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Manson book gets updated; story covers boy’s many personalities

New to the world of books this week in Fresno are the novel version of K. Raven Rozier’s screenplay about a child with multiple personalities and the re-release of a book about Corcoran State Prison’s most noted inmate, Charles Manson. Also, author Vincenza Scarpaci will be in town for a book signing.

“Last Door” (Lulu.com, $19.99) Fresno’s K. Raven Rozier’s new book looks at the true story of a young boy with more than 400 personalities and his family’s efforts to deal with the boy’s secrets.

The story was originally written as a screenplay to be shot in Fresno in 2007. The movie has been delayed but will be shot with Fresno’s Sid Haig as the director.

“We thought we would release the book to create some interest in the movie,” Rozier says. “A story of this magnitude does not come along often for a writer. After I had finished the screenplay, I realized the story was so rich I had to write a book.”

For more information go to lulu.com/lastdoor.

“Five to Die: The Book That Helped Convict Manson” (Thor Publishing, $14.95): Ivor Davis has released an updated version of his book to mark the 40th anniversary of the Sharon Tate murders.

“It has a lot of new startling information, particularly about how the Manson gang in jail are making money on the Internet selling everything from autographed photos, to erotic art, to religious sermons,” Ivor says.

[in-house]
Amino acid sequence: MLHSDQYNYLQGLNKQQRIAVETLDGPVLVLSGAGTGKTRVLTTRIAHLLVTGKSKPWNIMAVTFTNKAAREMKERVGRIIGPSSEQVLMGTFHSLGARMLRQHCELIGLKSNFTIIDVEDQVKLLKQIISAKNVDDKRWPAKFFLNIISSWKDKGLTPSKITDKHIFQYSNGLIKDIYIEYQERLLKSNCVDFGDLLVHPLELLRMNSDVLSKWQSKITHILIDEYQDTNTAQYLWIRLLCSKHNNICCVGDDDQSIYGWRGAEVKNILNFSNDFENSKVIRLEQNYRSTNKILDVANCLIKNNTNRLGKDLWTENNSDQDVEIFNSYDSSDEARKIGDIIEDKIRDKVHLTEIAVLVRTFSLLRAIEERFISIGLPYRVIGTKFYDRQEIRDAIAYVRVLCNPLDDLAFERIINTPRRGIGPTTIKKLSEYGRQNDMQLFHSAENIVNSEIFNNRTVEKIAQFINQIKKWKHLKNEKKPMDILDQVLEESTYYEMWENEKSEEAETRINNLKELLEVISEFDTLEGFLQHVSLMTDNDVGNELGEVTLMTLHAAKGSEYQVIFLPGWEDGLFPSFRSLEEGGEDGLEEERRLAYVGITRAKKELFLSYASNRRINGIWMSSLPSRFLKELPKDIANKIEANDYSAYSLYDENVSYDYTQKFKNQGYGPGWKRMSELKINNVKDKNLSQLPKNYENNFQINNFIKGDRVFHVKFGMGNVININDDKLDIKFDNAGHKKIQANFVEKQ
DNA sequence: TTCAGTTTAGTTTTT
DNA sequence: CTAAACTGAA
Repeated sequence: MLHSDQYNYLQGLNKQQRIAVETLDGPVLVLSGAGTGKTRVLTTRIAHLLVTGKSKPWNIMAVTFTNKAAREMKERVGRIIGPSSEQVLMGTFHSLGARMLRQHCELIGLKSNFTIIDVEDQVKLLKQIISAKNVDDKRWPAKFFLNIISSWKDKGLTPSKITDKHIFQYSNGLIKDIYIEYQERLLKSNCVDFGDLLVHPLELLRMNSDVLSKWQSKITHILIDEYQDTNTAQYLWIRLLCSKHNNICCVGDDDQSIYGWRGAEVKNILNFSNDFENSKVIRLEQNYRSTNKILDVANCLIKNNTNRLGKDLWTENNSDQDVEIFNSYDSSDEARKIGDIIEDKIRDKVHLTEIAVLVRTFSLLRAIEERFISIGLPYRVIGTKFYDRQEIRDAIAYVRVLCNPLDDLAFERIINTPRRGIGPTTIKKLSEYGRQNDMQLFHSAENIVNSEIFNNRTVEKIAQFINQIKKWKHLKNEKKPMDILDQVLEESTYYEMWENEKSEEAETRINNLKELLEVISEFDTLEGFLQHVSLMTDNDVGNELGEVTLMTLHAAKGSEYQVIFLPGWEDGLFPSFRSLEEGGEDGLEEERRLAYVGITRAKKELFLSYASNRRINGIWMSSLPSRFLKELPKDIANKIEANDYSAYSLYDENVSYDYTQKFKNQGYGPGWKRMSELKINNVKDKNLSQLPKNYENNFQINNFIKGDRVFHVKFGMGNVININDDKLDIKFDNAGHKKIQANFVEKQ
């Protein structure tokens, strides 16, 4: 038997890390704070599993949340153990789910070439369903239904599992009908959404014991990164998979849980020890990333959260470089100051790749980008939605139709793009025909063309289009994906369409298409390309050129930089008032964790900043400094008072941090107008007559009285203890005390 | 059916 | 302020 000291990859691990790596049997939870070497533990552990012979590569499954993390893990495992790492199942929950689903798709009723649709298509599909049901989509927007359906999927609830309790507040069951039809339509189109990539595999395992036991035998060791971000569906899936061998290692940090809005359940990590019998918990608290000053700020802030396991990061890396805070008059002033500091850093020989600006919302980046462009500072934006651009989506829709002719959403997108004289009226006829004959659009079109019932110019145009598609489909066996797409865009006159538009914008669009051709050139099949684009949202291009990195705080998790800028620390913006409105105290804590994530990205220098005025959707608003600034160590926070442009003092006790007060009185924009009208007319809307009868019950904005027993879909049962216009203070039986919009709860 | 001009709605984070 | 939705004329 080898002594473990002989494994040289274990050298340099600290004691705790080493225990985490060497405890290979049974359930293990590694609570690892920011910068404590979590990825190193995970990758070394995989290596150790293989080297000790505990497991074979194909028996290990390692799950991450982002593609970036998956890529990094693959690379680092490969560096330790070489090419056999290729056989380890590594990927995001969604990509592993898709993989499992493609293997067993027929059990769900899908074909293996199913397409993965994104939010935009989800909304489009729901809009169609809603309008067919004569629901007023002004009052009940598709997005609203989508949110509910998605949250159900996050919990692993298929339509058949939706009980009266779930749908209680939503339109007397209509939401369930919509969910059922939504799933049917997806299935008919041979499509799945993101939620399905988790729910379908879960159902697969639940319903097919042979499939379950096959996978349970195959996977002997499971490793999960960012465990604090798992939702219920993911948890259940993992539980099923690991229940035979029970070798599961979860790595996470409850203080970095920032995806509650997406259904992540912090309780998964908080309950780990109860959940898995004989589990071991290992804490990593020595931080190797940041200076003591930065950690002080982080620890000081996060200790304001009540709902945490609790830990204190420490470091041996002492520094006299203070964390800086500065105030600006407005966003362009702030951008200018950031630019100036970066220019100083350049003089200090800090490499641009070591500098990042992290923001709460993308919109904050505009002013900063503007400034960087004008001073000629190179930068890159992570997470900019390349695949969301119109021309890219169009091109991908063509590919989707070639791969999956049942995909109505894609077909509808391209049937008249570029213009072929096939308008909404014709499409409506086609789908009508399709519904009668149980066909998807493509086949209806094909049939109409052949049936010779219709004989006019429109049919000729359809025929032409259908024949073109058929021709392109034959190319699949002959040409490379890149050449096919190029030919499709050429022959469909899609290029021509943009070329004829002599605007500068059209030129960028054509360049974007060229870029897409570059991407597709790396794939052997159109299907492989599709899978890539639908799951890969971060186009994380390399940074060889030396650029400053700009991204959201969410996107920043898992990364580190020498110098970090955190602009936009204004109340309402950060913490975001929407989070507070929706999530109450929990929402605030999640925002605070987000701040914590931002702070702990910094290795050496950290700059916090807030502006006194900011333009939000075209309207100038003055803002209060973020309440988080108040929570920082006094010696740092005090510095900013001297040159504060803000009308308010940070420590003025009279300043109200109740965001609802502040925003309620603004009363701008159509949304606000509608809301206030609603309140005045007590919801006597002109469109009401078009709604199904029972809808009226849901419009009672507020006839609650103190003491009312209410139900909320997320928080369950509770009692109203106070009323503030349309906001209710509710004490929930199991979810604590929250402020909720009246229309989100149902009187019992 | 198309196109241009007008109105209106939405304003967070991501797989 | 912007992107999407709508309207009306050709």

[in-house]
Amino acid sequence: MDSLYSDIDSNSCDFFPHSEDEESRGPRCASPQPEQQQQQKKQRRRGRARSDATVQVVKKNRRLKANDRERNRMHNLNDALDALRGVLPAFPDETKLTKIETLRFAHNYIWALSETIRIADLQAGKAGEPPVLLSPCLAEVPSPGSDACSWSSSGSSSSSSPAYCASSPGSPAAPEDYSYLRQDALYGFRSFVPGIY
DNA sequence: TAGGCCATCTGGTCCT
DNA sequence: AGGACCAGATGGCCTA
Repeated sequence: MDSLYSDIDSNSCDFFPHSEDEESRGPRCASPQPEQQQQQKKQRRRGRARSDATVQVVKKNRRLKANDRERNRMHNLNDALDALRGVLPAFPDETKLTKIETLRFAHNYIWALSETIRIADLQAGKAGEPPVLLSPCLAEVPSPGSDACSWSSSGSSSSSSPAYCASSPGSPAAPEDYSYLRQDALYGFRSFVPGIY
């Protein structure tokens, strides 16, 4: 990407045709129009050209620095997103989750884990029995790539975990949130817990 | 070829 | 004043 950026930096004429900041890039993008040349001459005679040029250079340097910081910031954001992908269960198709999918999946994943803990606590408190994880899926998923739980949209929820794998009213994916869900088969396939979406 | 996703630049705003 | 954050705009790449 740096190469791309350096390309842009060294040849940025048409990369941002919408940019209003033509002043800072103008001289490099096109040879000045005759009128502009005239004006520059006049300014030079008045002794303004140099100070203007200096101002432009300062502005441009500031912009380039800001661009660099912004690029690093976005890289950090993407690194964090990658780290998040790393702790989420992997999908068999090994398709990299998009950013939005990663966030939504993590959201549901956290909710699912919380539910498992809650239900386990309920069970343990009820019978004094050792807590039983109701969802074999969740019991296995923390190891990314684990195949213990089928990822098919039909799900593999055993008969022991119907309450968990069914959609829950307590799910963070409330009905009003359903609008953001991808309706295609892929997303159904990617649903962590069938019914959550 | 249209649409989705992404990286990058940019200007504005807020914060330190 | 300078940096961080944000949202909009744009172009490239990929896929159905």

The book first was released in January 1970, seven months before the trial of Charles Manson, Charles “Tex” Watson, Susan Atkins, Leslie Van Houten and Patricia Krenwinkel.

Ivor says the story is back in the news as Atkins will plead for “compassionate release” on Sept. 2 because she’s suffering from brain cancer.

Go to mansonbook.com for more information.

“The Journey of the Italians in America” (Pelican Pub Co., $40): Vincenza Scarpaci will speak and autograph her book at 6 p.m. Sept. 3 at Barnes & Noble, 7849 N. Blackstone.

Scarpaci uses photography to examine the history and legacy and presence of Italians in America. The more than 400 photographs look at Italians’ influence on the arts, agriculture, industry, religion, cuisine, sports, and politics.

For more information go to www.italianamericanjourney.org.

TV and movie critic Rick Bentley can be reached at rbentley@ fresnobee.com or (559) 441-6355. Read his blog at fresnobeehive.com.

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